By J. Kasper Oestergaard, European Correspondent.
Airbus A320 Family Orders Surge – Boeing on Track for New Delivery Record.
Boeing and Airbus delivered 71 and 61 commercial jets in November 2015, respectively, compared to 58 and 49 in October. In 2015 to date, Boeing has delivered 709 aircraft, ahead of Airbus’ 556. Boeing strengthened its lead in the 2015 delivery race to 153 units, compared to 143 units in October and 134 units in September. In 2014 and 2013, Boeing delivered a total of 723 and 648 jets, respectively, compared to Airbus’ 629 and 626. Boeing has been able to increase deliveries significantly in recent years, mainly due to the ramp-up in production of the 787 Dreamliner (126 delivered in 2015 so far). Airbus is slowly ramping up deliveries of its A350 XWB and this, combined with a higher A320 production rate of 46 per month from Q2 2016, means that the company will soon begin narrowing the gap in the deliveries race. In November, Airbus delivered one A350 and it has delivered 11 A350s to date (the first was delivered in December 2014). The company expects to deliver a total of 15 A350s in 2015 and more than 100 in 2018, when the production rate will hit 10 per month.
Boeing will almost certainly exceed its 2015 delivery target of 750-755 jets, with the likely total being 770-775 units, while Airbus’ deliveries will be about the same as or slightly less than last year’s 629 units.
In the orders race, after a disappointing month in October with only 35 net new orders, Airbus increased its 2015 total net new orders to date to 1,007. During the month of November, Airbus landed 135 orders for the A320/A321neo and 15 for the A320/A321ceo aircraft. This was led by TAP Portugal’s purchase of 24 A321neo and 15 A320neo aircraft, easyJet’s order for 30 A320neos and 6 A320ceos, and Korean Air’s order for 30 A321neo jets. Completing the November narrowbody orders was the purchase of 21 A321neo and 9 A321ceo aircraft for VietJet, along with 12 A320neo and 3 A321neo jets ordered by IAG for Iberia. Airbus, meanwhile, reported that TAP Portugal had canceled 12 orders for the A350, replacing them with 14 A330-900s. In November, Boeing booked 79 net new orders, including 30 737 MAX aircraft for Korean Air, 18 787-10s for EVA Air, and 11 737-800 and 11 737 MAX airliners for BOC Aviation. After a long dry period, Boeing also booked an order for 2 747-8Fs for AirBridgeCargo. Boeing has now booked 568 net new orders this year to date. In both 2014 and 2013, Airbus won the orders race with 1,456 and 1,503 net new orders, respectively, ahead of Boeing with 1,432 and 1,355. In 2015, net new orders for both Boeing and Airbus will most likely fall from the 2014 levels, due, among other factors, to the sharp decline in the price of oil. Cheap oil makes it financially more attractive for airlines to keep operating older, less fuel-efficient aircraft.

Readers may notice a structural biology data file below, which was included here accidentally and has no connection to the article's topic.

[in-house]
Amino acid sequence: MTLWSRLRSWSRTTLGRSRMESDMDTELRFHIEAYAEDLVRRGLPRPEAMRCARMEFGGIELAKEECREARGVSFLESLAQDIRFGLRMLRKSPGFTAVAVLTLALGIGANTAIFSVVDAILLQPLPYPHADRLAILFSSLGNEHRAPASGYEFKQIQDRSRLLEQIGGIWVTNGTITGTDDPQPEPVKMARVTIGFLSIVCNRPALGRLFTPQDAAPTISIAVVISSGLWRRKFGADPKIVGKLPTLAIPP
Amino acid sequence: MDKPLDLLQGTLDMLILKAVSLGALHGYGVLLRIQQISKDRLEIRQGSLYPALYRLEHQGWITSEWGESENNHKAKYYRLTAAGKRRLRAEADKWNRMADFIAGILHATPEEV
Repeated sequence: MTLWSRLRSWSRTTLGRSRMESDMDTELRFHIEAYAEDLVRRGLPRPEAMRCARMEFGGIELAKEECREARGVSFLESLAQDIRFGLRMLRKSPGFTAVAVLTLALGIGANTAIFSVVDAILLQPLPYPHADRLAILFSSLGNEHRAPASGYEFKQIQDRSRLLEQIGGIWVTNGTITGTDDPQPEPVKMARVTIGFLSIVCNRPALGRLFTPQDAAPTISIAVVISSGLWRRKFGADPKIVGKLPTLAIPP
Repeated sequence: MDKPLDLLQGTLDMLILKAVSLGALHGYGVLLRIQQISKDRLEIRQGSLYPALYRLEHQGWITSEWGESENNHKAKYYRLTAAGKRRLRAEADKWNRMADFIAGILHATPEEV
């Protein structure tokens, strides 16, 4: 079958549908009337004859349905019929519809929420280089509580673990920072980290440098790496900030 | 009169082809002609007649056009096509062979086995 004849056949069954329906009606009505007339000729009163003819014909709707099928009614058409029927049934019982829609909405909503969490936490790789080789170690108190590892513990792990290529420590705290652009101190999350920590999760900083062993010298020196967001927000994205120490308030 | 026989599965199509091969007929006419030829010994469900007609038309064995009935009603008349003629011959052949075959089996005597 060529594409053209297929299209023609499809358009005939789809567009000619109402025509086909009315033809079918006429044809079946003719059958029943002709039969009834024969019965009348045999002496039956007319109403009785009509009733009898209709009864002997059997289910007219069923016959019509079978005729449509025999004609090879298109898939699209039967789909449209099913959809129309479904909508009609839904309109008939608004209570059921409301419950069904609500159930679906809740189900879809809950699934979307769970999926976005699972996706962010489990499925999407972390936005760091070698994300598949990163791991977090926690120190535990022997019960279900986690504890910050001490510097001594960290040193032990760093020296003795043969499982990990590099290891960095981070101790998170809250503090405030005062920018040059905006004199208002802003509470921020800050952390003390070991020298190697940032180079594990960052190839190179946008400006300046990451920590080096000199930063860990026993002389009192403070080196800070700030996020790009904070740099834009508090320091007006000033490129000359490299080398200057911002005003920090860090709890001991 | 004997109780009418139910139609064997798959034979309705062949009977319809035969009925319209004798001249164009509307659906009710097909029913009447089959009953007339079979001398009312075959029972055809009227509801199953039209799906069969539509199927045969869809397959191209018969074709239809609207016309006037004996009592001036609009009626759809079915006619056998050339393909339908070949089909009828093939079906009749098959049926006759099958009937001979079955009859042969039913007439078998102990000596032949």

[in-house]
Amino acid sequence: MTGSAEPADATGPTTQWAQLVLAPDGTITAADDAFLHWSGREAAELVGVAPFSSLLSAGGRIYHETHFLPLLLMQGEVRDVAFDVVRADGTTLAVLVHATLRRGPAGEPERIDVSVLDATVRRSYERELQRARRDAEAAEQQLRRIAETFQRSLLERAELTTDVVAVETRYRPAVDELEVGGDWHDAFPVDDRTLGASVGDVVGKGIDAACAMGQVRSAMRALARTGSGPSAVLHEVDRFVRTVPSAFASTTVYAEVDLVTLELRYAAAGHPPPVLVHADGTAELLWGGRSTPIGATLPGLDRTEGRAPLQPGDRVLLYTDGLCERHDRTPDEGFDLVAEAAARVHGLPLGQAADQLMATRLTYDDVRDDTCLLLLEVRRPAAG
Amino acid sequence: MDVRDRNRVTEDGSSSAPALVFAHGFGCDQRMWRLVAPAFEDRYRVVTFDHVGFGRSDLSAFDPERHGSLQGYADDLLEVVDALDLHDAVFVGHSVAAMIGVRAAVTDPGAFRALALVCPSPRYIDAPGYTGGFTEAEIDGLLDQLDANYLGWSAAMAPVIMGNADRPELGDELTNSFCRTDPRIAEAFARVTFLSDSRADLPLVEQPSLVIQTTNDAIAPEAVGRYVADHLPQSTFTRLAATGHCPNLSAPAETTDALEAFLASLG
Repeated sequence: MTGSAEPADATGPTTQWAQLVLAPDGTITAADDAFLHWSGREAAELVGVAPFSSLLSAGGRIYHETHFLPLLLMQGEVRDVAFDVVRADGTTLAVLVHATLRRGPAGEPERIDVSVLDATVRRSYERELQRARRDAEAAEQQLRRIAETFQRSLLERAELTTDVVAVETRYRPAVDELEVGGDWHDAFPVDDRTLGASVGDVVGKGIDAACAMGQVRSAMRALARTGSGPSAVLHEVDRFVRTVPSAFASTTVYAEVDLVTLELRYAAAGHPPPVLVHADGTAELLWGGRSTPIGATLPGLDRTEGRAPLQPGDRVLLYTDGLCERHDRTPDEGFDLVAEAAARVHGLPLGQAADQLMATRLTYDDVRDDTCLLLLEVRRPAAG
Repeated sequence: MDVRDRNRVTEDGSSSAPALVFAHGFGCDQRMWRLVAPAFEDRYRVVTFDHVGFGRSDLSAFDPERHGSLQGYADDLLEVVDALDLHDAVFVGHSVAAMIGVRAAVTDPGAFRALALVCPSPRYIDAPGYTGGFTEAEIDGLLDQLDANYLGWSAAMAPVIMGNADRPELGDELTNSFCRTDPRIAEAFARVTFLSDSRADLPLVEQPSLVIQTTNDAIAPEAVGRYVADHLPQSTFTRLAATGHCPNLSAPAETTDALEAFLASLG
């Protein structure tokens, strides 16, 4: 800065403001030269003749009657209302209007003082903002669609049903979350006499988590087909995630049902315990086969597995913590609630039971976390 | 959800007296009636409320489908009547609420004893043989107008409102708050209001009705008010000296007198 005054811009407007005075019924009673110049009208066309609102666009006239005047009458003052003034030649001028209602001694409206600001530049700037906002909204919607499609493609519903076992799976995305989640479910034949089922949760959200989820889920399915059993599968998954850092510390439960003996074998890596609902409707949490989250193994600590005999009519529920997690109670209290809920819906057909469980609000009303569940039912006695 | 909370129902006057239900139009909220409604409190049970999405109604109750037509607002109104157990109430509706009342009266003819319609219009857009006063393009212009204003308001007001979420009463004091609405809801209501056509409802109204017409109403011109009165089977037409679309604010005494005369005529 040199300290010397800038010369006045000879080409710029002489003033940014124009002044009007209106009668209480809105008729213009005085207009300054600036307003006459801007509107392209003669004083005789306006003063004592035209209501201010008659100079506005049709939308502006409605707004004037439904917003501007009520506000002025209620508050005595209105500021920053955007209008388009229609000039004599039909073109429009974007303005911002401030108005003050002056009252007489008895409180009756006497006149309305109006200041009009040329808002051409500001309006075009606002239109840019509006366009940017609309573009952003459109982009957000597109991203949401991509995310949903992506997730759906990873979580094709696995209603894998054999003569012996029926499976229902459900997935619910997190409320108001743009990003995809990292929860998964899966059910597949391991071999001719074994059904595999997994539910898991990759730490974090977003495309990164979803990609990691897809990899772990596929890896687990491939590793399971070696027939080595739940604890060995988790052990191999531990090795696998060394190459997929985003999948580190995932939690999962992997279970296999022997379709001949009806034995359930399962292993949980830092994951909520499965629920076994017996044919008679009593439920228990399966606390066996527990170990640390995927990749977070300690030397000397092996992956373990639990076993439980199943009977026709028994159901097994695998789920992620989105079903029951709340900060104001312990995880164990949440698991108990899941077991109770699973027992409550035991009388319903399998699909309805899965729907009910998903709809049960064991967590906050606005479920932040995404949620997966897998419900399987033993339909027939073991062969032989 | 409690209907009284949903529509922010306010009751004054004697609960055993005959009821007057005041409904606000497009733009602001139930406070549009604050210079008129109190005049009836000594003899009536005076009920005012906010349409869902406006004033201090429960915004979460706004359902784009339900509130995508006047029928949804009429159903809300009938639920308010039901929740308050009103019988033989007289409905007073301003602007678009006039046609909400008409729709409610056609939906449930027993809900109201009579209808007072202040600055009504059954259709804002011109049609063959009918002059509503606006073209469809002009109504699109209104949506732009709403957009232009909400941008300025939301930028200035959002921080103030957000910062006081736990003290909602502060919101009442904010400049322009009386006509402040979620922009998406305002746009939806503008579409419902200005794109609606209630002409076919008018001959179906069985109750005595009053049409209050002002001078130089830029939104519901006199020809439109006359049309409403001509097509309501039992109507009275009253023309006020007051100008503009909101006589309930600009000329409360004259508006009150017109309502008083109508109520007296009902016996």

With the recent jump in net orders, Airbus’ order backlog now stands at 6,837 jets (of which 5,569, or 81.5%, are A320 narrowbody jets), ahead of Boeing with 5,648 (of which 4,231, or 74.9%, are 737 narrowbodies). While Boeing has begun to tap its backlog, Airbus’ order book is still growing.
Risk of Boeing 777 Rate Cut
Both Boeing and Airbus are facing challenges going forward. Boeing is struggling to bridge the gap in production between its current-generation 777 (777F and 777-300ER) and the future 777X to maintain the current production rate of 8.3 per month (100 per year). The 777 is a very profitable aircraft for Boeing and an important “cash cow.” It will be difficult for the company to bridge the gap, as not enough orders are coming in for the current-generation 777. In 2015, Boeing has only booked 38 orders for the 777 (16 777Fs and 22 777-300ERs). It is more than likely that the company will be forced to cut the rate to first seven per month (84 per year) and later six per month (72 per year).
Airbus Ramping Up A320 and A350 Output
Airbus faces challenges now that production and deliveries of the A350 XWB will be ramping up. The company plans to produce 10 aircraft per month by 2018. Also, the company plans to increase the monthly production rate of the A320 to 46 next year and to 60 by mid-2019. Airbus officially opened its A320 final assembly line in Mobile, Alabama, the company’s first production site in America. Deliveries from Mobile are scheduled to begin in 2016 and to reach an annual output of 40 to 50 A320 series jets by 2018.
Another major challenge for Airbus centers on the future of the A380 as the company considers launching NEO and stretch variants of the aircraft. The company has to make a tough choice: either 1) invest billions in developing the NEO and stretch to reduce the aircraft’s cost per seat mile; or 2) phase out the platform and terminate production when orders run out in four or five years. In 2015 to date, Airbus has not booked a single new order for its largest aircraft. After a long order drought, Boeing booked two orders for the 747-8F in November 2015.